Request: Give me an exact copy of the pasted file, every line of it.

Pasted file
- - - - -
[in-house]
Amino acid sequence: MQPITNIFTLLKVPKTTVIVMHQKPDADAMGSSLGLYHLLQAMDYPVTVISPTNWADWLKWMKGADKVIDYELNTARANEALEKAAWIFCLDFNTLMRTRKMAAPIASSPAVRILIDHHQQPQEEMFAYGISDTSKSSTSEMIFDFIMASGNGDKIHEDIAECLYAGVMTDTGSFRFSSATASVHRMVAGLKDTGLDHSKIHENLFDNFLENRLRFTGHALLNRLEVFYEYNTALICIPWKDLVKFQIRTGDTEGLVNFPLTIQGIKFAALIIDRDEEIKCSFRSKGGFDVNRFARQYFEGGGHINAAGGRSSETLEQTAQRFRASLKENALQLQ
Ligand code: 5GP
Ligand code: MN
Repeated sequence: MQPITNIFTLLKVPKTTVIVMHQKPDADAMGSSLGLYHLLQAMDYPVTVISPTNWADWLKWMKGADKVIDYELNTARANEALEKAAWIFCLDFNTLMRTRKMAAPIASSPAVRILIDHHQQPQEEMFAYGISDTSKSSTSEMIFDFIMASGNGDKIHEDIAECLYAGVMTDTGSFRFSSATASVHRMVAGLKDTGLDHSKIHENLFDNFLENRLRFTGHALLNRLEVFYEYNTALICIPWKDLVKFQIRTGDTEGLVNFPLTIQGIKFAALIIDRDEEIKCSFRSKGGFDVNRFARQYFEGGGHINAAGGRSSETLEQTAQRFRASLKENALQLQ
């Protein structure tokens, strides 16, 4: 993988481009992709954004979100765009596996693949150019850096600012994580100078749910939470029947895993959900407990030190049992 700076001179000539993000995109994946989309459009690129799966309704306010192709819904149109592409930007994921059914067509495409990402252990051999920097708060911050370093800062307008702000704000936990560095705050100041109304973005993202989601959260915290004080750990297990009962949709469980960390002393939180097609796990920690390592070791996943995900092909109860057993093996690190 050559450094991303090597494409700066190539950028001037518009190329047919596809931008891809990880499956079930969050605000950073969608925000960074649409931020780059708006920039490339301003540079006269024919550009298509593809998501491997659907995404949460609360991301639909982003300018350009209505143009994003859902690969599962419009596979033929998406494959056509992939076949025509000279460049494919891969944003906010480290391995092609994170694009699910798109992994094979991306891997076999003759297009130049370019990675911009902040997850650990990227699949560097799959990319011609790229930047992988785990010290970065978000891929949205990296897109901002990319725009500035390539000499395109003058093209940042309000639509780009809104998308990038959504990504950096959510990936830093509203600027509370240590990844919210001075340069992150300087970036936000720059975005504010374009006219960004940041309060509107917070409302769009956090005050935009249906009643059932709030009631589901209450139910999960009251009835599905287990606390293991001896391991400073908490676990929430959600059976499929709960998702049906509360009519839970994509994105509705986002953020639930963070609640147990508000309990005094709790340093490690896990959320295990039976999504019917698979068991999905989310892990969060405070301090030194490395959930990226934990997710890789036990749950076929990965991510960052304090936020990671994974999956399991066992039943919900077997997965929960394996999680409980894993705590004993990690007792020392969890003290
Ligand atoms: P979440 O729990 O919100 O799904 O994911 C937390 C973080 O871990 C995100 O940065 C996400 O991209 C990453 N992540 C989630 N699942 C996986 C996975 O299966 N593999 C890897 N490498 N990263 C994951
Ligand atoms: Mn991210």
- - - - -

[in-house]
Amino acid sequence: MQPITNIFTLLKVPKTTVIVMHQKPDADAMGSSLGLYHLLQAMDYPVTVISPTNWADWLKWMKGADKVIDYELNTARANEALEKAAWIFCLDFNTLMRTRKMAAPIASSPAVRILIDHHQQPQEEMFAYGISDTSKSSTSEMIFDFIMASGNGDKIHEDIAECLYAGVMTDTGSFRFSSATASVHRMVAGLKDTGLDHSKIHENLFDNFLENRLRFTGHALLNRLEVFYEYNTALICIPWKDLVKFQIRTGDTEGLVNFPLTIQGIKFAALIIDRDEEIKCSFRSKGGFDVNRFARQYFEGGGHINAAGGRSSETLEQTAQRFRASLKENALQLQ
Ligand code: 5GP
Ligand code: MN
Repeated sequence: MQPITNIFTLLKVPKTTVIVMHQKPDADAMGSSLGLYHLLQAMDYPVTVISPTNWADWLKWMKGADKVIDYELNTARANEALEKAAWIFCLDFNTLMRTRKMAAPIASSPAVRILIDHHQQPQEEMFAYGISDTSKSSTSEMIFDFIMASGNGDKIHEDIAECLYAGVMTDTGSFRFSSATASVHRMVAGLKDTGLDHSKIHENLFDNFLENRLRFTGHALLNRLEVFYEYNTALICIPWKDLVKFQIRTGDTEGLVNFPLTIQGIKFAALIIDRDEEIKCSFRSKGGFDVNRFARQYFEGGGHINAAGGRSSETLEQTAQRFRASLKENALQLQ
């Protein structure tokens, strides 16, 4: 993988481009992709954004979100765009596996693949150019850096600012994580100078749910939470029947895993959900407990030190049992 700076001179000539993000995109994946989309459009690129799966309704306010192709819904149109592409930007994921059914067509495409990402252990051999920097708060911050370093800062307008702000704000936990560095705050100041109304973005993202989601959260915290004080750990297990009962949709469980960390002393939180097609796990920690390592070791996943995900092909109860057993093996690190 050559450094991303090597494409700066190539950028001037518009190329047919596809931008891809990880499956079930969050605000950073969608925000960074649409931020780059708006920039490339301003540079006269024919550009298509593809998501491997659907995404949460609360991301639909982003300018350009209505143009994003859902690969599962419009596979033929998406494959056509992939076949025509000279460049494919891969944003906010480290391995092609994170694009699910798109992994094979991306891997076999003759297009130049370019990675911009902040997850650990990227699949560097799959990319011609790229930047992988785990010290970065978000891929949205990296897109901002990319725009500035390539000499395109003058093209940042309000639509780009809104998308990038959504990504950096959510990936830093509203600027509370240590990844919210001075340069992150300087970036936000720059975005504010374009006219960004940041309060509107917070409302769009956090005050935009249906009643059932709030009631589901209450139910999960009251009835599905287990606390293991001896391991400073908490676990929430959600059976499929709960998702049906509360009519839970994509994105509705986002953020639930963070609640147990508000309990005094709790340093490690896990959320295990039976999504019917698979068991999905989310892990969060405070301090030194490395959930990226934990997710890789036990749950076929990965991510960052304090936020990671994974999956399991066992039943919900077997997965929960394996999680409980894993705590004993990690007792020392969890003290
Ligand atoms: P979440 O729990 O919100 O799904 O994911 C937390 C973080 O871990 C995100 O940065 C996400 O991209 C990453 N992540 C989630 N699942 C996986 C996975 O299966 N593999 C890897 N490498 N990263 C994951
Ligand atoms: Mn991210």